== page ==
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"I promise [pause] not to do it"

seems to me equivalent to

"I promise I won't do it".

However,

"I promise not [pause] to do it"

seems to me equivalent to

"I do not promise I will do it" (i.e. I cannot guarantee I will do it, maybe I will do it)

Is there a double meaning here? If so, all promises constructed that way ("I promise not to") may be interpreted as deceitful, treacherous, untrustworthy?

EDIT Just to clarify. The reason I am asking is that I saw a movie where the guy said "I promise not [pause] to kill X" and then he asked someone else to do it for him, thus violating the spirit of his promise (i.e. he wouldn't have X killed), but not the letter because he didn't actually do it himself. My impression, while I was watching the movie, was that the pause was deliberate, the guy was actually trying to hide a lie in his promise. This behaviour is not unheard of: in Ancient Greece oracles would pronounce obscure prophecies such that whatever happened the oracle would have been seen as having guessed. My question is about the grammatical structure of a sentence starting with "I promise not to" and the possibility to use it, consciously, to hide one's intentions.

3 Answers 3

4

No.

In Modern English, negation of the main clause requires subject/auxiliary inversion, with DO- support if no auxiliary is present; the only exception is copulation with BE. I VERB not has not been employed to express denial of I VERB since the 17th century, except in consciously archaizing literary contexts; in other contexts it will not bear the interpretation you suggest.

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  • Then again, if you intend to be duplicitous, devious, like an ancient oracle, "Jesuitical" in Jon Hanna's words, then you can use a "biblical" tone, a consciously archaizing tone, and hide a lie in your promise. From a grammatical point of view, can that construction - "I promise not to …" - be used for the purpose? Jun 11, 2014 at 21:03
  • @randomatlabuser Sure. You can also cross your fingers behind your back. They're about equally effective. Jun 11, 2014 at 21:16
  • Equally effective, sure, but one is linguistic, the other is gestural. My question is about the grammatical structure of a sentence. It would be interesting to know if there are antecedents. Jun 11, 2014 at 22:03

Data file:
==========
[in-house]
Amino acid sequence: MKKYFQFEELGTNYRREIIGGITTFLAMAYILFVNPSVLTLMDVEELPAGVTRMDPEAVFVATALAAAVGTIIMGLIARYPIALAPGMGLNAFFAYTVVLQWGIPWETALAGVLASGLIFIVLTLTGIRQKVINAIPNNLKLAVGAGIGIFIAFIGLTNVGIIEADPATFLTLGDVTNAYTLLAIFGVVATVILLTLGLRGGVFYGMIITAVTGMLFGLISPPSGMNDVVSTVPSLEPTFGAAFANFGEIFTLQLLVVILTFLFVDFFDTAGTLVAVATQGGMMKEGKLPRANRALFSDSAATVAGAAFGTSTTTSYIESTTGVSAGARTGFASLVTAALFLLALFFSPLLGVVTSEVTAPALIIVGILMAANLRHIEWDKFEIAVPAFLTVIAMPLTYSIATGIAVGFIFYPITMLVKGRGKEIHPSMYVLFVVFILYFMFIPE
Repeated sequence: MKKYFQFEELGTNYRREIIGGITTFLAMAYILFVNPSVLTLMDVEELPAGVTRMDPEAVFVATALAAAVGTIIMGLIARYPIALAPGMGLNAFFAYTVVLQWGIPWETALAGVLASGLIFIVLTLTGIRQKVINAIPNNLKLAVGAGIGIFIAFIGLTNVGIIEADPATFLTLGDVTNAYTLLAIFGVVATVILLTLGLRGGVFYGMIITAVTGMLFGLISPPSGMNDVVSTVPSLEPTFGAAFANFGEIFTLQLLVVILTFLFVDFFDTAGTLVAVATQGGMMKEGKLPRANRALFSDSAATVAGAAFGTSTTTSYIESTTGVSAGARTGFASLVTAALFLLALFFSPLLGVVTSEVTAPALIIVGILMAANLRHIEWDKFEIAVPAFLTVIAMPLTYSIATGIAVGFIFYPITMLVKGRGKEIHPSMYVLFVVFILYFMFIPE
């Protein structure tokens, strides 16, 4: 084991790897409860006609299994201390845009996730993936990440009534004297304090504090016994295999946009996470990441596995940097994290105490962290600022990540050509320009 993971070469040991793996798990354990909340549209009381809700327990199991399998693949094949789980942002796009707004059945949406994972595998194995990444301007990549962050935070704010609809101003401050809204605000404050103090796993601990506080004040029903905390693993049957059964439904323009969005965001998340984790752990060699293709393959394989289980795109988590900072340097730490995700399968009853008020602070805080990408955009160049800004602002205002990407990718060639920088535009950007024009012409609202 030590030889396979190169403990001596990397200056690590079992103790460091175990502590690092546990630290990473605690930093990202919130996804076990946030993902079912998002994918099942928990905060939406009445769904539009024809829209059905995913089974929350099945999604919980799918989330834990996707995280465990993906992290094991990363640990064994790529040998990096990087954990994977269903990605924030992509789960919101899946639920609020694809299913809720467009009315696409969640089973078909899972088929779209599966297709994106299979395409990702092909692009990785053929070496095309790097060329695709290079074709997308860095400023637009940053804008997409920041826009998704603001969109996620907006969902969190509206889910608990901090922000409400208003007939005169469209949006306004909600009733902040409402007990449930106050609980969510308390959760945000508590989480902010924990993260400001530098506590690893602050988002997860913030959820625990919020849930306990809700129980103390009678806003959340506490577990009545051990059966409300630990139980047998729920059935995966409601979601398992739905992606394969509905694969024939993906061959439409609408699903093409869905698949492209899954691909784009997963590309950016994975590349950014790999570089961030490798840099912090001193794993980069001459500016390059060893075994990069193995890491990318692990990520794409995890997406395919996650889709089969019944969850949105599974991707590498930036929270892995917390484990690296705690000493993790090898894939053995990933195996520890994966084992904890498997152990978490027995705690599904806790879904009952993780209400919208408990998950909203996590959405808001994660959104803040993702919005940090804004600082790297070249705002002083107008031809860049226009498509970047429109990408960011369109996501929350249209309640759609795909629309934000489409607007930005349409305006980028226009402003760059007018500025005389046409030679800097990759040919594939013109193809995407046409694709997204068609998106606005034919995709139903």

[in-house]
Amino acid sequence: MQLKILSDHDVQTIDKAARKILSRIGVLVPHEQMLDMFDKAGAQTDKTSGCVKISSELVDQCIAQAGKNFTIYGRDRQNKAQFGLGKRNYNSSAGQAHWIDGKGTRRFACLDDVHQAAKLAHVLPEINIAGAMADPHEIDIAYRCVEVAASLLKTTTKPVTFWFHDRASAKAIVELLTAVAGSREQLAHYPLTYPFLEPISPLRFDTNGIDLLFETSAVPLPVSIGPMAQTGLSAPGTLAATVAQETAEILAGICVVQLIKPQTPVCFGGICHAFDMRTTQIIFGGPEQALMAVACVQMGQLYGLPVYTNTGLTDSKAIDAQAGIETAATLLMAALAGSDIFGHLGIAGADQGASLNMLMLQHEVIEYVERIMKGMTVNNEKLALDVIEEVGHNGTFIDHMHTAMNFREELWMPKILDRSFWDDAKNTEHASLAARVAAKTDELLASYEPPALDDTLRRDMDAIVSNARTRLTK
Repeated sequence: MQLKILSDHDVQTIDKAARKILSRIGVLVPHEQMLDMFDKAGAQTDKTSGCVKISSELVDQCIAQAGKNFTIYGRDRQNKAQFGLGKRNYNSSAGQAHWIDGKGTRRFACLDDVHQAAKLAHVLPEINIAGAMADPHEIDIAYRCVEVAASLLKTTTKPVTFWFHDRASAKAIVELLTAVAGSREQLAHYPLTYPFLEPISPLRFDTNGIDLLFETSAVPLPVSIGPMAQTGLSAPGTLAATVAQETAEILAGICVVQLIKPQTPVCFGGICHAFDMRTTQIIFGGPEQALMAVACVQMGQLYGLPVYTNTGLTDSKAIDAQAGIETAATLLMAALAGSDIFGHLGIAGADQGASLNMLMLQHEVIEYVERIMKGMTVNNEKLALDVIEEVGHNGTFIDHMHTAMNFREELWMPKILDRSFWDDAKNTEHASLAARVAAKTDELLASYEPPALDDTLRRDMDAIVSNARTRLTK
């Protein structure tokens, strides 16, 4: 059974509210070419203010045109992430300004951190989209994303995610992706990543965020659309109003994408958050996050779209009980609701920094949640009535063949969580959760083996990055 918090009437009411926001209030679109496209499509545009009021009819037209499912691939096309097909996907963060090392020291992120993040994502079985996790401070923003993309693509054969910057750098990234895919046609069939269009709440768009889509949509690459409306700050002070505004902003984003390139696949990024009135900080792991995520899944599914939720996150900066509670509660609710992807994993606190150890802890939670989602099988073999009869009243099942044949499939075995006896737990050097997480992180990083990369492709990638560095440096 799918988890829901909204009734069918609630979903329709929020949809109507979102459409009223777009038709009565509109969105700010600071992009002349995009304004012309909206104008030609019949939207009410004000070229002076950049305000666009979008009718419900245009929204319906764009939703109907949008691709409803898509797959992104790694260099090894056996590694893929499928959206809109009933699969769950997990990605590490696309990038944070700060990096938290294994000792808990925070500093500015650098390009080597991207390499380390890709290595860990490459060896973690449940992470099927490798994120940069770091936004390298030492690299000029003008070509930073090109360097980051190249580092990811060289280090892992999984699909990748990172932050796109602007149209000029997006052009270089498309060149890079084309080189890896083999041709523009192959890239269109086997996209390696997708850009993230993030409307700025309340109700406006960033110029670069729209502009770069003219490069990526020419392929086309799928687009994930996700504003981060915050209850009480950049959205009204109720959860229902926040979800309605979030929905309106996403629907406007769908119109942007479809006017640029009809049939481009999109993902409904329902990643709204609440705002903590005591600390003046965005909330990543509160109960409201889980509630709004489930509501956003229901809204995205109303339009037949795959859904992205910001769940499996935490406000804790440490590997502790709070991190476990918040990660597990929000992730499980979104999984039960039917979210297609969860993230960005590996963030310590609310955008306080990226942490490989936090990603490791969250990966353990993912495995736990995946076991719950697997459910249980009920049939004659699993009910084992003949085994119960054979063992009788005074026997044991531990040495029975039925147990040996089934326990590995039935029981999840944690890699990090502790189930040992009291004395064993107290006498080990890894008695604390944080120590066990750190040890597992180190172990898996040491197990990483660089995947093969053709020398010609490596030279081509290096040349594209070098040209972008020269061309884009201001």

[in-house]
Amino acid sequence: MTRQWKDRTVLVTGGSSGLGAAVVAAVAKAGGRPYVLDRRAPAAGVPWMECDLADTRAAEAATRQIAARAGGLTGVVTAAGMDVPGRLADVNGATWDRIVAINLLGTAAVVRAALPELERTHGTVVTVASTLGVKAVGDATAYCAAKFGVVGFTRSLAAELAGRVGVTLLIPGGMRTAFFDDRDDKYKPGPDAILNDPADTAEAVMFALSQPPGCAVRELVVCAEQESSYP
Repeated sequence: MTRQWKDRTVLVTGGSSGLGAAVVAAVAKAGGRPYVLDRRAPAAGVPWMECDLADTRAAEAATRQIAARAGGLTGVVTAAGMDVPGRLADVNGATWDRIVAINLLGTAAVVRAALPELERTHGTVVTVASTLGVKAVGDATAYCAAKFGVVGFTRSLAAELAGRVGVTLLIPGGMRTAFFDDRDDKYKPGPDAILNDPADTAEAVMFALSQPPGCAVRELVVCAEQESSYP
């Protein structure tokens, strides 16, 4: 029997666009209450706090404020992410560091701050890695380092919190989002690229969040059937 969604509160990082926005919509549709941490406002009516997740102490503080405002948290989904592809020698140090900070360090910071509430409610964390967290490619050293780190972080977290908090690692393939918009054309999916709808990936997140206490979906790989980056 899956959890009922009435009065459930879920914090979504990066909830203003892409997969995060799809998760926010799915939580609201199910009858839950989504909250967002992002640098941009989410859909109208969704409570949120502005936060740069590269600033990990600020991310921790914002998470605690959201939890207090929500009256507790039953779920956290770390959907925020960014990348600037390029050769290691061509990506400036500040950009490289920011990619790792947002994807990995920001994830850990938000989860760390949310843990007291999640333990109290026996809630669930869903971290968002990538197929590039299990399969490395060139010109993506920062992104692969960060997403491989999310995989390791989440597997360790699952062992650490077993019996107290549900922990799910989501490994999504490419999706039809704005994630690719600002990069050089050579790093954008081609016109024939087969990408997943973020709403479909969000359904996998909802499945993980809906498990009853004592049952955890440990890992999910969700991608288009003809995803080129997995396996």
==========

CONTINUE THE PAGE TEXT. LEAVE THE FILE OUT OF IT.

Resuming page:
• @randomatlabuser Again, no, not in ModE. You might have gotten away with it in an EME fairy tale, but today? Would you accept it? Jun 11, 2014 at 22:59
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Pretty much, no.

Okay, "I promise not" does as a clause on its own mean "I do not promise". This is called "simple negation", and is today unusual.

There was a fad for a stressed form of negation that is superficially similar, being used sarcastically in the late 80s through to the 90s, associated in particular with the television show Wayne's World where all the linguistic games they played showed great erudition and imagination—NOT! This recent variant though insists on great vocal or typographic stress being put on the word not which never makes it irritating—NOT!

The style goes back further than that fad, and indeed Wayne and Garth's antecedents include George Eliot. Here the emphasis would be milder, but there was still a clearly stress separation.

Note however that the not follows a whole clause or sentence, and is quite strongly emphasised.

Even with Early Modern English use of "I promise not", one would avoid ambiguity, either using the more modern negative "I do not promise" or making the second clause clearer, "I promise I won't do that".

And if you failed to do so, you would of course be speaking to someone else who spoke Early Modern English, so if the wording, along with stress and context, didn't make a clear statement they might ask you to rephrase. And if you refused, they'd accuse you of being Jesuitical in your promises—this being a time when Jesuitical would be a favoured term for a devious lie hidden in a promise.